Editor forced to choose between rock, hard place
What are you planning to do once you graduate?” is a question several people have been asking me ever since the beginning of my junior year.
This question forces me to think about a topic I have been pushing to the back of my mind ever since I decided to be a journalism major.
To tell you the truth, just like most undergraduate students, I do not know what I plan to do after I graduate, but it’s not only because I’m not sure I’m ready for the “real world” and the “money-making” – or not making in my case – world.
It’s also because the question has another one hidden behind it: Do you plan to go home once you graduate?
I did. But now I am not so sure.
As I have been told, being a journalist in America is hard enough, but I am pretty sure it will be a lot harder to be one in the Middle East.
The difficulty results from several reasons, one is censorship.
My country has recently passed a law limiting even more of the press’ freedom of speech. One of the articles of the law obliges newspapers’ websites to keep a 6-month log of the readers’ comments, which the paper’s editor-in-chief can be tried for if a committee deems them “unacceptable” or “inappropriate” – terms the law left undefined.
The law also allows the general manager of the Press and Publications Committee in Jordan the right to block any website from outside the country if he judges it unsuitable.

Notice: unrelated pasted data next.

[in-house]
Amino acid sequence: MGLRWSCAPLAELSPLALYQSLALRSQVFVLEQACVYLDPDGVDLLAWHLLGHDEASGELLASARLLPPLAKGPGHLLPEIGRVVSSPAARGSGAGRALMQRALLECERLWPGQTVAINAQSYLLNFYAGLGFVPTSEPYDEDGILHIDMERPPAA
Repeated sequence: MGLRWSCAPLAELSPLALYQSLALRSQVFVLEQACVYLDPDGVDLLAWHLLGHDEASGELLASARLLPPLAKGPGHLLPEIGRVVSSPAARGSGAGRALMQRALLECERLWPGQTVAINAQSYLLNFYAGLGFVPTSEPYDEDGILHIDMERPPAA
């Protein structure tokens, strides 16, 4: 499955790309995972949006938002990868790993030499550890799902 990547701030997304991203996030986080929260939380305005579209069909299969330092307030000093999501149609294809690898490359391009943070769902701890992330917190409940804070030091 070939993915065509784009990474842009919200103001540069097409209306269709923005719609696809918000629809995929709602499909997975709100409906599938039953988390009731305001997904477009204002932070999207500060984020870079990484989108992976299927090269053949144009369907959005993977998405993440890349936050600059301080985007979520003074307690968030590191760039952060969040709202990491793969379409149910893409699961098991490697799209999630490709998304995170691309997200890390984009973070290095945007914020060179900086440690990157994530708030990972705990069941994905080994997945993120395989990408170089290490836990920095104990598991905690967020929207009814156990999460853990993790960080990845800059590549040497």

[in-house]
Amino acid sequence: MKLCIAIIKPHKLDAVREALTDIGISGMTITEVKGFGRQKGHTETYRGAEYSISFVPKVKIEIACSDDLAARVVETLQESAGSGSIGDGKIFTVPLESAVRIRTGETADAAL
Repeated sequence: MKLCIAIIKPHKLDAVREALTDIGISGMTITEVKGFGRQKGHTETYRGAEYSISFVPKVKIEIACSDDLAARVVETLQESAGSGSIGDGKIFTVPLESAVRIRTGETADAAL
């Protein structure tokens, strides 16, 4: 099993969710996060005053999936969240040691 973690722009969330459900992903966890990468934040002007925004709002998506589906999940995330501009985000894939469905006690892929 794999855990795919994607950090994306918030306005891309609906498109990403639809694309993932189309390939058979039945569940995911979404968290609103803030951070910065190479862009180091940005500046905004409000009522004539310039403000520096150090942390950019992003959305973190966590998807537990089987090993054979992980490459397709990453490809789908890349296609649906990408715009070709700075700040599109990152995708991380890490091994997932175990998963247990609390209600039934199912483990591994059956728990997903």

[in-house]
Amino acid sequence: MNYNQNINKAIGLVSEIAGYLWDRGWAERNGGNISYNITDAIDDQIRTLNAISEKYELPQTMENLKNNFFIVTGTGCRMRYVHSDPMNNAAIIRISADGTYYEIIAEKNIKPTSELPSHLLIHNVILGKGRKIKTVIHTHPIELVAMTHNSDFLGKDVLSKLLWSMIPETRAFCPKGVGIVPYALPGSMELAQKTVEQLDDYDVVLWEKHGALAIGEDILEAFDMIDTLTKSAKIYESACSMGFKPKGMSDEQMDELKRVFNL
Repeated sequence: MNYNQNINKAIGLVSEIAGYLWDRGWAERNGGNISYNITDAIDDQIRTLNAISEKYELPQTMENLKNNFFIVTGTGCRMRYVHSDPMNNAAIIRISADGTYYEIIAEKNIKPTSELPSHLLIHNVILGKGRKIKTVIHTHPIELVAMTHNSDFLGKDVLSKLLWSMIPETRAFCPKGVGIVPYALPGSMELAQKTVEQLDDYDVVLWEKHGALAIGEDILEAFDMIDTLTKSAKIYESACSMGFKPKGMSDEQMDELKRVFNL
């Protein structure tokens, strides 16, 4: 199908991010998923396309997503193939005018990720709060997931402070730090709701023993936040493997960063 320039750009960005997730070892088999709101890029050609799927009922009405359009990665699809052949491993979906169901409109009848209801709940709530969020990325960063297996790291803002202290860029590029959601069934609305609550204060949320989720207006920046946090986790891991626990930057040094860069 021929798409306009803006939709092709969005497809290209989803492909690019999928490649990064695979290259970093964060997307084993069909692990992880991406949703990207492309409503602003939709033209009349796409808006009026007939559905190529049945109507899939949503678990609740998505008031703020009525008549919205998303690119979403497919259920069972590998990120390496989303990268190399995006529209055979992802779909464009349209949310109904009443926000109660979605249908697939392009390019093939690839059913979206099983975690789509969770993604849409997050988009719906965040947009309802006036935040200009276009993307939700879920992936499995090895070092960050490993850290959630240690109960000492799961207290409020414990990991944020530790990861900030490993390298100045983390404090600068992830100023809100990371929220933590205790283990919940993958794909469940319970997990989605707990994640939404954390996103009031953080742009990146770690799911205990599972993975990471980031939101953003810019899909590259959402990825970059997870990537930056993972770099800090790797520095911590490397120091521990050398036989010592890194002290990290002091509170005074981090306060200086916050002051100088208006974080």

The law is originally the result of a governmental campaign to force Internet service providers to ban pornographic Web sites in Jordan for being “amoral” and “unethical,” yet it also leaves room for further censershop for other reasons like “security.”
The law, and several others, significantly decreases my chances of exercising my basic right of speech as a citizen first and journalist second.
While Americans and American websites have been very vocal – perhaps even too vocal – in voicing their opinions about the presidential candidates over the past year, websites in Jordan are showing a “comment has been deleted” disclaimer where user comments used to exist.
I have no idea where I am going to end up, but I know my country doesn’t look too kindly on my future profession and my culture and traditions do not look too favorably on my living anywhere else. I now know what “stuck between a rock and a hard place” means.
My time at Gannon has been passing fairly quickly and I am sure it isn’t planning to slow down anytime soon, but I know that a blink of an eye away, a decision is waiting to be made – and it won’t be pretty.
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